There is no reason for alarm if you do not have access to a 401(k). However, you will need funds to supplement your Social Security benefit to retire comfortably, unless you are one of the lucky few who are incredibly wealthy.
A 401(k) provides a wealth of benefits, so if you have one, you’re lucky. These employer-sponsored plans include extremely high yearly contribution limits, allowing you to accumulate a substantial nest egg to supplement your Social Security income.
401(k) plans currently have a maximum contribution limit of $20,500 for individuals under 50. The catch-up allowance for people aged 50 and above is $6,500, bringing the total to $27,000. To qualify for catch-up contributions, it is not necessary to be “behind” on retirement savings.
These limitations will increase in 2023. Those under 50 can contribute up to $22,500 to their 401(k). Those above 50 will increase their catch-up contributions by $1,000, bringing their total annual donation limit to $30,000.
However, the issue with 401(k) plans is that not everyone has one. If you are in this situation, do not worry. There are two other tax-advantaged savings schemes available. And if you optimize both, you may secure a very comfortable retirement.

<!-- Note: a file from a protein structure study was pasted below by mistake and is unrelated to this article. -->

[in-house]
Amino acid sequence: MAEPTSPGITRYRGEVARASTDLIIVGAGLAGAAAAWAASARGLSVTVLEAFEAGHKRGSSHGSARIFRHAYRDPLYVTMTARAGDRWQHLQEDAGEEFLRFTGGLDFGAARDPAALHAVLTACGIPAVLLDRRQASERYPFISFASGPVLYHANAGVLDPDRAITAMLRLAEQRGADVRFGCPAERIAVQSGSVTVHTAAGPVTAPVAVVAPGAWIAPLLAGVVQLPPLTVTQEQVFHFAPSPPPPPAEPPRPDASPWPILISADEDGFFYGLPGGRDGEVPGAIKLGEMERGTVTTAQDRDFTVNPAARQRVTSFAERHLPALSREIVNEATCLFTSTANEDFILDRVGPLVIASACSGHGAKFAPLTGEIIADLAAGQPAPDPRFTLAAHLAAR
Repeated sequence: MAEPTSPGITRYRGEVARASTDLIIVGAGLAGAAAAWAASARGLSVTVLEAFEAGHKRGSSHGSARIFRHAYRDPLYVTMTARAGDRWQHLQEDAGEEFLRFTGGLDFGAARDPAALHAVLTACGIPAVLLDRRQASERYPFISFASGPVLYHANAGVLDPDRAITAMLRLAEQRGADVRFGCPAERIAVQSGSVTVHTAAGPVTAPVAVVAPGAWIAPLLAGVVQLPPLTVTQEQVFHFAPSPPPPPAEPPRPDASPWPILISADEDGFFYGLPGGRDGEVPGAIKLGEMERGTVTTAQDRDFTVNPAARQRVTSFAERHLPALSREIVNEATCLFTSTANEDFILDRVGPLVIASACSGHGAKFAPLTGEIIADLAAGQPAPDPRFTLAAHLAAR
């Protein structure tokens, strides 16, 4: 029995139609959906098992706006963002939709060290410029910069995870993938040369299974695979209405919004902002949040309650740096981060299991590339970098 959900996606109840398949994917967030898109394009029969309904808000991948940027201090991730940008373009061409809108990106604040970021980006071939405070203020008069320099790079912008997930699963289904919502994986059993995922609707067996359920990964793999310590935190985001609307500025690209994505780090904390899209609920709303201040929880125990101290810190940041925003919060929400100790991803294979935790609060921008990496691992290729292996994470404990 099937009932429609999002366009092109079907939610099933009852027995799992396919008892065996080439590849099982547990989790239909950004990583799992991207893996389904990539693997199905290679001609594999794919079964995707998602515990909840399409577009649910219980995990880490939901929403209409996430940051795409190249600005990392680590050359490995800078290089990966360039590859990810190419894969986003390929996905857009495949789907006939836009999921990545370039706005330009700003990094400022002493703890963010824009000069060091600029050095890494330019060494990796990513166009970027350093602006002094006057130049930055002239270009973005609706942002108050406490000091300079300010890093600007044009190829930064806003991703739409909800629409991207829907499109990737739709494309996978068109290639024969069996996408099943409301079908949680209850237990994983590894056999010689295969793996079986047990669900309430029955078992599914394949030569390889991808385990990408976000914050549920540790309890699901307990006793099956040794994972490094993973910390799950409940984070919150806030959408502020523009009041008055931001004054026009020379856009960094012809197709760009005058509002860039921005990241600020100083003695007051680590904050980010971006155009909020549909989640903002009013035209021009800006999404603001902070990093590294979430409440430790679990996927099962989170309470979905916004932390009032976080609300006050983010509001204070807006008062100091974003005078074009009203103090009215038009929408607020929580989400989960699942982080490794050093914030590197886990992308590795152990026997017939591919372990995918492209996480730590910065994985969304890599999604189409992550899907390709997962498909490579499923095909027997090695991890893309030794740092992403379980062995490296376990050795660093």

Max out your IRA
401(k)s have substantially higher yearly contribution limitations than IRAs. Currently, savers under age 50 are restricted to a $6,000 annual contribution, while those over 50 can give up to $7,000. Next year, these restrictions will increase by merely $500, to $6,500 for people under 50 and $7,500 for those over 50.
A $6,500 or $7,500 annual commitment to retirement funds may seem inadequate if you have ambitious ambitions. But if you combine your IRA contributions with contributions to another significant account, you can amass a substantial sum of total savings.
Max out your HSA
Health savings accounts (HSAs) are only available to people with high-deductible health insurance plans. But if you can finance an HSA to its maximum, you should do so.
HSAs are theoretically intended to cover both immediate and future healthcare costs. However, after you hit 65, something extremely great occurs to your HSA.
At this age, HSAs transform into standard retirement plans. If you use HSA funds to pay for non-medical costs, you will not receive tax-free withdrawals, but after age 65, you will not be penalized for non-medical withdrawals. Consequently, you may use your HSA as a conventional retirement plan and strategically combine it with your IRA.
The amount you may contribute to an HSA depends on whether you have coverage for yourself just or coverage for a whole family. If you are under 55 and have self-only coverage, you may contribute a maximum of $3,650 to an HSA this year and $3,850 next year. Your applicable maximum can be increased by $1,000 if you are 55 or older.
If you are under 55 and have family coverage, you may contribute a maximum of $7,300 to your HSA this year and $7,750 next year. However, if you are 55 or older, you can receive an additional $1,000.
A 401(k) is not your sole viable retirement savings choice. While it’s good that 401(k)s allow for substantial yearly contributions, you’re not condemned to be dissatisfied with your nest egg if you lack access to one. Instead, combine an IRA and HSA to accumulate sufficient funds for the happy retirement you’ve been imagining.